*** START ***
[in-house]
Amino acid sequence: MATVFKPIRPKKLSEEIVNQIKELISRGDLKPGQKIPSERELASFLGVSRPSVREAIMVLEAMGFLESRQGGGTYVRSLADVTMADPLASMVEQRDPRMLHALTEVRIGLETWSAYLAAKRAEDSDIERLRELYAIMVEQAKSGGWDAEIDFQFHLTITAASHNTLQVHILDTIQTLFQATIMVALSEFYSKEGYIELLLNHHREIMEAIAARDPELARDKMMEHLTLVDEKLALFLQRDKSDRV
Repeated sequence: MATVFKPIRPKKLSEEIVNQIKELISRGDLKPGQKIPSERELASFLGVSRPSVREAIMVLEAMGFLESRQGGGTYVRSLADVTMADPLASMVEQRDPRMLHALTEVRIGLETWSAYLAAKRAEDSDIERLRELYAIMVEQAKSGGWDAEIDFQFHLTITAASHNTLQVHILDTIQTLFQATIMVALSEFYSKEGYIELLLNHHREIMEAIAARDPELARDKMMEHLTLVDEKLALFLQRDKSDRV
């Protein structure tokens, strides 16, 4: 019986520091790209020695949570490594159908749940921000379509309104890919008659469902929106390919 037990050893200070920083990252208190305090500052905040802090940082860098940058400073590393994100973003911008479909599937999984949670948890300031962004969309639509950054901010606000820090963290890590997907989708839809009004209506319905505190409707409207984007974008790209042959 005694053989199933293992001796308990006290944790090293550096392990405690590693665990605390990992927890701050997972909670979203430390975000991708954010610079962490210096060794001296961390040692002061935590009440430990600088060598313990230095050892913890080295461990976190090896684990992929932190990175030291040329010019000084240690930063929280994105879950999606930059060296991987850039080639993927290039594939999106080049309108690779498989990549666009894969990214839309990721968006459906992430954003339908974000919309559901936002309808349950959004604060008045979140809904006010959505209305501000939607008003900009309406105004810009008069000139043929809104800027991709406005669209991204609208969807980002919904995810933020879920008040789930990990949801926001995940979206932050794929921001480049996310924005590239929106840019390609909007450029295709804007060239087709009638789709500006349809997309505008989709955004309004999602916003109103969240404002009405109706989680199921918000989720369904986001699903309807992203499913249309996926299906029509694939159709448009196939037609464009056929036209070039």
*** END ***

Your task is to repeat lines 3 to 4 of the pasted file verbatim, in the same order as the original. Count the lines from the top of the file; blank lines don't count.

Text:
Repeated sequence: MATVFKPIRPKKLSEEIVNQIKELISRGDLKPGQKIPSERELASFLGVSRPSVREAIMVLEAMGFLESRQGGGTYVRSLADVTMADPLASMVEQRDPRMLHALTEVRIGLETWSAYLAAKRAEDSDIERLRELYAIMVEQAKSGGWDAEIDFQFHLTITAASHNTLQVHILDTIQTLFQATIMVALSEFYSKEGYIELLLNHHREIMEAIAARDPELARDKMMEHLTLVDEKLALFLQRDKSDRV
């Protein structure tokens, strides 16, 4: 019986520091790209020695949570490594159908749940921000379509309104890919008659469902929106390919 037990050893200070920083990252208190305090500052905040802090940082860098940058400073590393994100973003911008479909599937999984949670948890300031962004969309639509950054901010606000820090963290890590997907989708839809009004209506319905505190409707409207984007974008790209042959 005694053989199933293992001796308990006290944790090293550096392990405690590693665990605390990992927890701050997972909670979203430390975000991708954010610079962490210096060794001296961390040692002061935590009440430990600088060598313990230095050892913890080295461990976190090896684990992929932190990175030291040329010019000084240690930063929280994105879950999606930059060296991987850039080639993927290039594939999106080049309108690779498989990549666009894969990214839309990721968006459906992430954003339908974000919309559901936002309808349950959004604060008045979140809904006010959505209305501000939607008003900009309406105004810009008069000139043929809104800027991709406005669209991204609208969807980002919904995810933020879920008040789930990990949801926001995940979206932050794929921001480049996310924005590239929106840019390609909007450029295709804007060239087709009638789709500006349809997309505008989709955004309004999602916003109103969240404002009405109706989680199921918000989720369904986001699903309807992203499913249309996926299906029509694939159709448009196939037609464009056929036209070039």